“Just a touch,” he said, his eyebrows up, his hands clenched, worried his student would muddy the thing.
“A dab is all it takes,” he said, and watched Julian dip the swab too deep in the stain, like his daughter did when she painted her nails, an activity that also made him wince. She’d dip the the tiny brush in nail lacquer and pull it out without scraping it along the lip of the bottle, and he’d want to cup his hand under the brush to catch the looming drip. The first touch of brush to nail would leave a big glob of paint that his daughter then rushed to spread among all of her toes before it dripped off or got too gummy to disperse. You’d think she’d learn. He sighed.
Julian knew his teacher was tense. Julian seemed to have that effect on the craftsman. He tried to do everything right, but the harder he tried, the worse he made things. Julian thought about that time at the pool, when a fit, muscled father tried to teach his daughter to swim. They were strangers to Julian, and he watched from behind his book as he lounged in a pool chair. The daughter was maybe six, and the dad’s age was hard to determine. He was tanned and his skin showed signs of aging – a hint of wrinkles at the corners of his eyes, thin elbow skin – but it was impossible to tell whether this was from a lifetime of outdoor activity or from age.
The dad’s tricep was tattooed with the Olympic rings, and it was obvious he was passionate about swimming. His daughter bore the brunt of that passion.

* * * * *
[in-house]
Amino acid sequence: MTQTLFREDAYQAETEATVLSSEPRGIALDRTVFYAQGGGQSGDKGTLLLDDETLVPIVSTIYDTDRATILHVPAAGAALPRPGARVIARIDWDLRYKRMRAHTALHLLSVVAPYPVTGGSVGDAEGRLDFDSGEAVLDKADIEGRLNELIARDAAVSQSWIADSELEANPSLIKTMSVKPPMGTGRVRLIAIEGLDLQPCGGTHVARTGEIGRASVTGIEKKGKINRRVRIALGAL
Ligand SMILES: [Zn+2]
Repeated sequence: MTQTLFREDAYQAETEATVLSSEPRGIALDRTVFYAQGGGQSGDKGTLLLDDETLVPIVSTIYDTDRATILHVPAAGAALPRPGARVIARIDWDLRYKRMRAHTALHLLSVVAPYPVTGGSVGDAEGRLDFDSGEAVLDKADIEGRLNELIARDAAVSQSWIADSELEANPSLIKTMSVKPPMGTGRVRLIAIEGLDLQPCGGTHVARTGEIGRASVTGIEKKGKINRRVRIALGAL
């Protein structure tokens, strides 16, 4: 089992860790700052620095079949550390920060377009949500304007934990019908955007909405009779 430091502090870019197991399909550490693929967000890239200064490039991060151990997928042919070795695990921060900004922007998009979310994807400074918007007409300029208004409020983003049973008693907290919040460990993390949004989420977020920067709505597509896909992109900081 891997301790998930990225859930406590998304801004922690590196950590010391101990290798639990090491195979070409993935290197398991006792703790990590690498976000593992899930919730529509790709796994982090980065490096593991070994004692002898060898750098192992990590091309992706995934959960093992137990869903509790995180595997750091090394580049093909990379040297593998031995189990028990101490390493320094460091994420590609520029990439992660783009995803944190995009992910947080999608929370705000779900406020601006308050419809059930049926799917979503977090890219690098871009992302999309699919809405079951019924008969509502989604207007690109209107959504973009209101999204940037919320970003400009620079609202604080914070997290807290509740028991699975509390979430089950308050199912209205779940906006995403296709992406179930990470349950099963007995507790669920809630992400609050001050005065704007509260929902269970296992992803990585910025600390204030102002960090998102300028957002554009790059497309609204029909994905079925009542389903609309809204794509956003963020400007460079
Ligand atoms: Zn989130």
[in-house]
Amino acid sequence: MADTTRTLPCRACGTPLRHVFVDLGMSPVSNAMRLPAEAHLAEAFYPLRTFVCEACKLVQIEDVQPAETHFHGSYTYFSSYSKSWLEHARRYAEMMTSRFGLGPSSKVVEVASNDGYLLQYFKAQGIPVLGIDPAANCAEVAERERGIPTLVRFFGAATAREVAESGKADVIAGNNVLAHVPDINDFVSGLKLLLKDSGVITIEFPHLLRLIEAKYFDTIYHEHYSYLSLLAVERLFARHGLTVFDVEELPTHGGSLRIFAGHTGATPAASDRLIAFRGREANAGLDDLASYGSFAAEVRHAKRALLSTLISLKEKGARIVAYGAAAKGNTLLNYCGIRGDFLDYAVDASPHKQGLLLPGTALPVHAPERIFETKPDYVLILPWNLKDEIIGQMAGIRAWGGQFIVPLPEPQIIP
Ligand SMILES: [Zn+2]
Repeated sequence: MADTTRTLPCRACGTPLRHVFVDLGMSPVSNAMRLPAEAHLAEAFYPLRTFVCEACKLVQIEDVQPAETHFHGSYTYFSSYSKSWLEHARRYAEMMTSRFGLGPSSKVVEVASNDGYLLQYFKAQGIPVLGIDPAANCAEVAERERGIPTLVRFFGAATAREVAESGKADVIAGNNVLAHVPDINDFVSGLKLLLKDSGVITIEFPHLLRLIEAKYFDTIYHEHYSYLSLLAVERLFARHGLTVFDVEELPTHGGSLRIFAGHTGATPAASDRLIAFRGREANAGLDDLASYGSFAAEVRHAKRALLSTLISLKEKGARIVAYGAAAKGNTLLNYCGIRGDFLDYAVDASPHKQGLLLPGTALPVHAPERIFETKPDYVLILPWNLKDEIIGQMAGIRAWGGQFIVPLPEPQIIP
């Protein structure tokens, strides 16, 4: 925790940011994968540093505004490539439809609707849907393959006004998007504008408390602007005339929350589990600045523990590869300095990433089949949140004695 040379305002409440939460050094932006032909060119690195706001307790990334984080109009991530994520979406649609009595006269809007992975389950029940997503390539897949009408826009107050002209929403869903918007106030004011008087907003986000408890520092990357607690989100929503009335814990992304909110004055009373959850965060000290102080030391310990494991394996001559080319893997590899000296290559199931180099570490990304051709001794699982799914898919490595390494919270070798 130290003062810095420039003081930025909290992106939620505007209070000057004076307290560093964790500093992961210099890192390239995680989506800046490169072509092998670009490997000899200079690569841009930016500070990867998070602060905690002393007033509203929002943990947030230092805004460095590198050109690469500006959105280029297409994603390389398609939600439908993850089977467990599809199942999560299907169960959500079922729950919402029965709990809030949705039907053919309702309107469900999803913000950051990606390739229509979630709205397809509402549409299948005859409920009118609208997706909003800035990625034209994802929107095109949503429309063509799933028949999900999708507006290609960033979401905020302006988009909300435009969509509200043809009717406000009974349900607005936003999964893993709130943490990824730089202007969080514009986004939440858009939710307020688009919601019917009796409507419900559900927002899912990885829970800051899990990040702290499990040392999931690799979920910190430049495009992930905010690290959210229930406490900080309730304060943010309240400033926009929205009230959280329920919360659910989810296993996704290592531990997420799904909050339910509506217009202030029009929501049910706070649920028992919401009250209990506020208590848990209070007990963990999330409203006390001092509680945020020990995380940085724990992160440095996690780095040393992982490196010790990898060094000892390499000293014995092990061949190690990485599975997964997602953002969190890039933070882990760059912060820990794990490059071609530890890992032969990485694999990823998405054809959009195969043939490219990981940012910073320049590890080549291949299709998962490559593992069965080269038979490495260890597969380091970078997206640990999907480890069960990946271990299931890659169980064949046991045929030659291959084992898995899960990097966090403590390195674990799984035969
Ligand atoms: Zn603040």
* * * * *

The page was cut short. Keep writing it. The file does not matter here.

“If you’d just RELAX, you would float,” the dad said, his hands under her back as she squirmed on the surface. He nearly shook with frustration. His daughter’s face scrunched with her effort to be still, and each time her chest would drop below the surface, and her dad yelled at her to JUST RELAX, she flinched. She never did float on her own that day.
That’s how it was with Julian, with his damned teacher hovering all the time. Julian touched the swab to the wood, and his shoulders sagged as it left a blob of stain where a gentle stroke should have gone.
Photo credit: Cotton buds by Nic McPhee
For the month of April, I will be publishing a 10-minute free write each day, initiated by a prompt from my prompt box. Minimal editing. No story. Just thoughts spilling onto the page. Thank you to Jay E. for the prompt “Cotton swabs.”